College graduates find degrees don't always lead to a career - DatelineCarolina

College graduates find degrees don't always lead to a career

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"I went into this field because jobs like nursing and anything medical are always gonna be around," said Hickman. "I went into this field because jobs like nursing and anything medical are always gonna be around," said Hickman.
Stephanie Hickman graduated from The University of South Carolina in May 2012 and she has been working for Liberty Tap Room and Grille ever since. Stephanie Hickman graduated from The University of South Carolina in May 2012 and she has been working for Liberty Tap Room and Grille ever since.
"So if you've been focusing on one major... you've been developing certain skills thinking about what other industries or what other occupations might those skills be utilized in" "So if you've been focusing on one major... you've been developing certain skills thinking about what other industries or what other occupations might those skills be utilized in"

By: Lauren Hoar

A Center For College Affordability study found barely half of college graduates have jobs that the U.S. Bureau of the Labor says require a bachelors degree. The study says more people have degree's than there are open that require a degree.

Stephanie Hickman graduated from The University of South Carolina in May 2012 with a degree in Hotel, Restaurant and Tourism Management. She has been working for Liberty Tap Room and Grille ever since.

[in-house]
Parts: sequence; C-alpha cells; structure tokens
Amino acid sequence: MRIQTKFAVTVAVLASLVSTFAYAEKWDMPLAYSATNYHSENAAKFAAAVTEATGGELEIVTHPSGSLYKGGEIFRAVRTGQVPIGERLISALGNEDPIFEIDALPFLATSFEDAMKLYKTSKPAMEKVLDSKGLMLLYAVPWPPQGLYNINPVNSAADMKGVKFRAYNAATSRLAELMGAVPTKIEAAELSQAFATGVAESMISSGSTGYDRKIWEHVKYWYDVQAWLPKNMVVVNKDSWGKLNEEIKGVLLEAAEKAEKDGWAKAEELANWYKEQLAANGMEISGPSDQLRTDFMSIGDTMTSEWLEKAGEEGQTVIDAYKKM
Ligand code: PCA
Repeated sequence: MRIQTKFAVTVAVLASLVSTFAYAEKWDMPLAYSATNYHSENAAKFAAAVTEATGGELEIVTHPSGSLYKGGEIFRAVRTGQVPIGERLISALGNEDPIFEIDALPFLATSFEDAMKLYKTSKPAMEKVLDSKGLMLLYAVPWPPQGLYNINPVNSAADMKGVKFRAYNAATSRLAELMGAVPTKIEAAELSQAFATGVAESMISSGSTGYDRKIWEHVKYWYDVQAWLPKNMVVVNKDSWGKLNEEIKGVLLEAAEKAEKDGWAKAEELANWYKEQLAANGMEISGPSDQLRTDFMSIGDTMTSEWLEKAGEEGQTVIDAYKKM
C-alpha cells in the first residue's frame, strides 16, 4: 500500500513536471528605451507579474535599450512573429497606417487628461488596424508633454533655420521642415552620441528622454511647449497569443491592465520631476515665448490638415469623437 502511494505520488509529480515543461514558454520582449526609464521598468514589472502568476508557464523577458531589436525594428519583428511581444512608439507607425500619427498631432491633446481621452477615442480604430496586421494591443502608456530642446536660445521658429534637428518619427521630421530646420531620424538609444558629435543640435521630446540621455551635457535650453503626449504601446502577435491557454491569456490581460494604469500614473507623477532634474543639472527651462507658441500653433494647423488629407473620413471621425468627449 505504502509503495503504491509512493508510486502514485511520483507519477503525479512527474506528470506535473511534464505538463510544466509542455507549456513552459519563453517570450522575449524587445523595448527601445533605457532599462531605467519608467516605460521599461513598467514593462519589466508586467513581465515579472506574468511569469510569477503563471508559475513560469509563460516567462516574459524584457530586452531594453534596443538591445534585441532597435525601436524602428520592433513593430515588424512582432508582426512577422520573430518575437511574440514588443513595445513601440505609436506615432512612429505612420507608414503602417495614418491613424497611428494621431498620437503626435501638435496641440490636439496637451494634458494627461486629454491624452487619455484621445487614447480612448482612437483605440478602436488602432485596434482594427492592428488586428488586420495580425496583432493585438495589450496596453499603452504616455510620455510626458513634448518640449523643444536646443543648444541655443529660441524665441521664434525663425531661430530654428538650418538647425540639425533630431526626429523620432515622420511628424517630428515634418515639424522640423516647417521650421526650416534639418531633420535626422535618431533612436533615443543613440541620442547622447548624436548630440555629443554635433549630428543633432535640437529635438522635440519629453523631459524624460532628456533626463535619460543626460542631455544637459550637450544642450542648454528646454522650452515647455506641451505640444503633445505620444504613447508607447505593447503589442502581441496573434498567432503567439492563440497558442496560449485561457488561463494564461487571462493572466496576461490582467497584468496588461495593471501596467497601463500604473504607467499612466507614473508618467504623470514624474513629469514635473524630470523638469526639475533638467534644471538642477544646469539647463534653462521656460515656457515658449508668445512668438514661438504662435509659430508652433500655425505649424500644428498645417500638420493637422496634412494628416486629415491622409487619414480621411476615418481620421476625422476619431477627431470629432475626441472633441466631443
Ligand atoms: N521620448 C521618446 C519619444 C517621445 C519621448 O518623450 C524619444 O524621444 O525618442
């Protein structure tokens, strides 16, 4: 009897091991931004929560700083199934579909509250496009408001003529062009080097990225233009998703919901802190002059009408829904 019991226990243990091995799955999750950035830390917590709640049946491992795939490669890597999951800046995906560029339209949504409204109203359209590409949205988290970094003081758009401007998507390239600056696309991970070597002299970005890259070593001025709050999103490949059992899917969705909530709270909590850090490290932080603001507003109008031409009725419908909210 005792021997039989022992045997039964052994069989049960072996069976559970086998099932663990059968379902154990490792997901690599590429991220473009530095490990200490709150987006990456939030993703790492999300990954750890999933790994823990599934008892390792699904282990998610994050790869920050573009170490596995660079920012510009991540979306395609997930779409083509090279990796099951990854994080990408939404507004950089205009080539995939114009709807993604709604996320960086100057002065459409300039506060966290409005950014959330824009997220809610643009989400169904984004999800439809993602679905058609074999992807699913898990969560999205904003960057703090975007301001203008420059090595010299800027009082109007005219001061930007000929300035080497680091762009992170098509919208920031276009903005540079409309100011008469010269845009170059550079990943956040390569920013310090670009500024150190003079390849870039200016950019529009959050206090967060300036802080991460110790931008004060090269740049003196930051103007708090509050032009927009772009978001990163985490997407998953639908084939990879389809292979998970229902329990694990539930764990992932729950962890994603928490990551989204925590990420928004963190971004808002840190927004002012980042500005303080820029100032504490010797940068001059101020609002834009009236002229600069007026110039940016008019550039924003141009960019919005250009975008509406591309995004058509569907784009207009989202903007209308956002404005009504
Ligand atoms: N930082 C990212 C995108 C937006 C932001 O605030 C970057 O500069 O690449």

Hickman has decided to go back to school to get a nursing degree after not being able to find a job where she can utilize her degree. 

"I went into this field because jobs like nursing and anything medical are always gonna be around," said Hickman.

Hickman says she doesn't think that her degree went to waste because she can take her customer service skills into the field of Health Care. She believes in the future, more people will be getting certifications for jobs instead of investing in college.

Erica Elbery, a career development coach at the USC Career Center, says having transferable skills are very important when you're marketing yourself to employers.

"So if you've been focusing on one major... you've been developing certain skills thinking about what other industries or what other occupations might those skills be utilized in," said Elbery.

The Center for College Affordability says the number of college graduates is expected to grow by 19 million by 2020. But, the number of jobs requiring a degree is expected to grow by fewer than 7 million.

"If there's a lower employment rate and it's difficult for people to find entry level or more advanced level positions, there can be that correlation to underemployment where people, ya know, taking positions that they are over qualified for," said Elbery.

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